• Some languages can do this with pattern matching (the extinct language SNOBOL concept)
        • This concept is a little bit more sophisticated than a case statement
        • Since science and engineering is more about the numbers it is not as useful in those fields
      • Python is the only major programming language that does not have this feature which is not necessary but useful
    ¬ Input and output
    • Clearly without input and output programming would have no true use as you eventually want some sort of answer to your problems
    • Computers are not meant to be machines with no purpose, though it sometimes seem like some people view them that way
    • There are many many different types of commands for input and output so the list here is not complete
    • Display input and output
      • Some input and output statements are meant to go directly to your computer screen
      • Input: input, read, reads, scanf, gets, getchar, cin, etc.
      • Output: print, write, printf, puts, putchar, cout, etc.
    • File input and output
      • Some input and output statements are meant to go to a file on your computer, especially if there is a lot of input or a lot of output
      • Input: read, fscanf, fread, fgets, readf, readu, ifstream, etc.
      • Output: write, fprintf, fwrite, fputs, writef, writeu, ofstream, etc.
      • Input and Output: fstream
      • On a personal note: if you save a file of hundreds of numbers for a project, don't print them out to hand in - make a graph, please

    Below is a script example of each of the major control statements2

    • This is an example of a loop.
    for i = 1: 10
    	printf('This is a loop in Octave (or Scilab or Matlab)...counting numbers %i\n',i)
    • This is the example of a conditional statement, however it does have input and output as well.
    yn = input("Is engineering fun? (Y/N)","%s");
    if (yn == "Y" || yn == "y") 
    	printf("Yes engineering is fun!!!");
    • This is the example for input and output, however it does have a conditional statement as well.
    snumber = input("The input statement allows us to input numbers or letters.  How many suns do we have? ");
    if (snumber == 1)
    	printf("That is correct.\n");
        printf("An astronomy course is recommended for you.\n");
    name = input("My name is ","%s");
    printf("Hello %s, as you can see the printf statement is a form of output.\n",name);

    So we have used Octave (as our example program) as a fancy calculator (which has its uses) but we have not used the true power of Octave. The true power of a programming language is to write a program (or function).

    • This is an example of a function that has input and output, a conditional, and some loops. This is a different example of input and output where it uses a file (you are more likely to use files in "real world" work). Normally this program is saved in a file with an extension of name_of_program.m (or in this case readwritefile.m) and when you run it in octave you just run readwritefile(), but in this Libretext format we have the file a special area so you can see it, edit it (yes you can edit this - it won't be permanent) and run it.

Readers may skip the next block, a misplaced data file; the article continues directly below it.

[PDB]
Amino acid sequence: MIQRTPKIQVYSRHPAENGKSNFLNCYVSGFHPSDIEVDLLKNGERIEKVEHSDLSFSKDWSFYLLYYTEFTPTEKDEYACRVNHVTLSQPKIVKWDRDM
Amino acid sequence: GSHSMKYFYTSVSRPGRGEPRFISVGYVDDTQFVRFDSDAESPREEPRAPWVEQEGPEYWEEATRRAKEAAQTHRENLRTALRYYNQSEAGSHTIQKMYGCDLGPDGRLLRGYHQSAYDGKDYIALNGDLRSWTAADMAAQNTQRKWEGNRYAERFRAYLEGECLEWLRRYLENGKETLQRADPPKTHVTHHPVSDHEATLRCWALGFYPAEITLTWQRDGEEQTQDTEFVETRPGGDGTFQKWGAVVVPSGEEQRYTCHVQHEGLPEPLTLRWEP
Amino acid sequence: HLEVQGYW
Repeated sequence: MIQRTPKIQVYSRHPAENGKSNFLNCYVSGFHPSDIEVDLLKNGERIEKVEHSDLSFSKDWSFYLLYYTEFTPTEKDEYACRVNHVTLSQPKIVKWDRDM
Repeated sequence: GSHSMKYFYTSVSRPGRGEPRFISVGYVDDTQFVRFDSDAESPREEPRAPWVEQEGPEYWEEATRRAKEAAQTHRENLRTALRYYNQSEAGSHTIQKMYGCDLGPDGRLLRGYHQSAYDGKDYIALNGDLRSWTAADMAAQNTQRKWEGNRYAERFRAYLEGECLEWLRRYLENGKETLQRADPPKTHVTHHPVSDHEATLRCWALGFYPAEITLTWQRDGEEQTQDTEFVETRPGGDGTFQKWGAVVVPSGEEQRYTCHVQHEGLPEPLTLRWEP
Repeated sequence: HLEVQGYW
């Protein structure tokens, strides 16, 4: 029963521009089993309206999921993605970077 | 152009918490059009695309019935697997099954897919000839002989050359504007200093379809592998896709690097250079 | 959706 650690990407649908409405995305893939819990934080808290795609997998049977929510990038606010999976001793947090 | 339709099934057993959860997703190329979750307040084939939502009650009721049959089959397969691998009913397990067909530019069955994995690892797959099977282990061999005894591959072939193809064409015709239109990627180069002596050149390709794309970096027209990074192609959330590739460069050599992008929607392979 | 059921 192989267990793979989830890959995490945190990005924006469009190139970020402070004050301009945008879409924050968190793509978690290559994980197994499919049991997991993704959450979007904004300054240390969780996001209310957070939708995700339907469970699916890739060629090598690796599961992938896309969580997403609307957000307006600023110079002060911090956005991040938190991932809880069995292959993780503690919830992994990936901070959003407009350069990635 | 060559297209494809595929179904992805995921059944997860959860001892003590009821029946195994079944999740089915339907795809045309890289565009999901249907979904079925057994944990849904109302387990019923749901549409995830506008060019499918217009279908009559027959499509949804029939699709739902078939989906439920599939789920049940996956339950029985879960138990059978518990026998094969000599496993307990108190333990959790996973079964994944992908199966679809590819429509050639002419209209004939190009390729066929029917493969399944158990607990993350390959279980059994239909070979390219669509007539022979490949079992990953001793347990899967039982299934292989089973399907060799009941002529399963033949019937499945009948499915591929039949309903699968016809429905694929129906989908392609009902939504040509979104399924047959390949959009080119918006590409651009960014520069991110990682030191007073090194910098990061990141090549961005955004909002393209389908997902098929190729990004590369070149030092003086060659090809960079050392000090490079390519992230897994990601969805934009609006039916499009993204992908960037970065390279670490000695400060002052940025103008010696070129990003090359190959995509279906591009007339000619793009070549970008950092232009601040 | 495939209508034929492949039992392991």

% Reading and writing files ("advanced" input and output)
    function nul = readwritefile()
    num1 = [1,2,3];
    num2 = [];
    sznum1 = size(num1);
    % Note there are many commands to write a file in octave including 
    % fprintf (which we use here), fputs, fwrite, dlmwrite, etc...
    % this does not include octaves own method of 
    % saving matricies (for a much faster access) of just "save"...the better way to go for 
    % mathematical work...
    fidw = fopen("testfile","w");
    for i = 1:sznum1(2)
        disp("Wrote in testfile"), disp(num1(i))
    end %for
    disp("File written and closed")
    disp("Now we will read it and print the result")
    % Note there are many commands to read a file in octave including 
    % fgets (which we use here), fread, fscanf, dlmread, importdata, etc....
    % this does not include ocaves own method of 
    % reading its matricies (for much faster access) of just "load"
    fidr = fopen("testfile","r");
    test = fgets(fidr);
        rnumber = str2num(test);
        num2 = [num2,rnumber];
        test = fgets(fidr);
    until(test == -1)
    for i = 1:sznum1(2)
    end %for
    disp("This is the end - JM")

    There are multiple languages to write programs in but herein we will just detail five languages. In order to do this we will show examples of the same routine written in different languages, starting with Octave (because it can run on in this format and it is an excellent language for engineers).

    Example of different languages

    In this section we will compare five languages (Octave, GDL, Python, Fortran, and C++) using the same routine for calculating a root of a number \(ans = \sqrt[n]{A}\). First the function as a simple Octave routine (this is not for comparison) as it should be written, but is not as good for an example.

    % Function to figure out roots: A^(1/n)  x0 is initial guess; 
    % tol is the tolerance that we are willing to accept
    % Example:  octave:2> root = nroot(20,3,2.2,1e-6)
    %           root =  2.7144
    function root=nroot(A,n,x0,tol)
    x2 = 1/n*[(n-1)*x0+A/(x0)^(n-1)];
    while (abs(x2-x1) >= tol)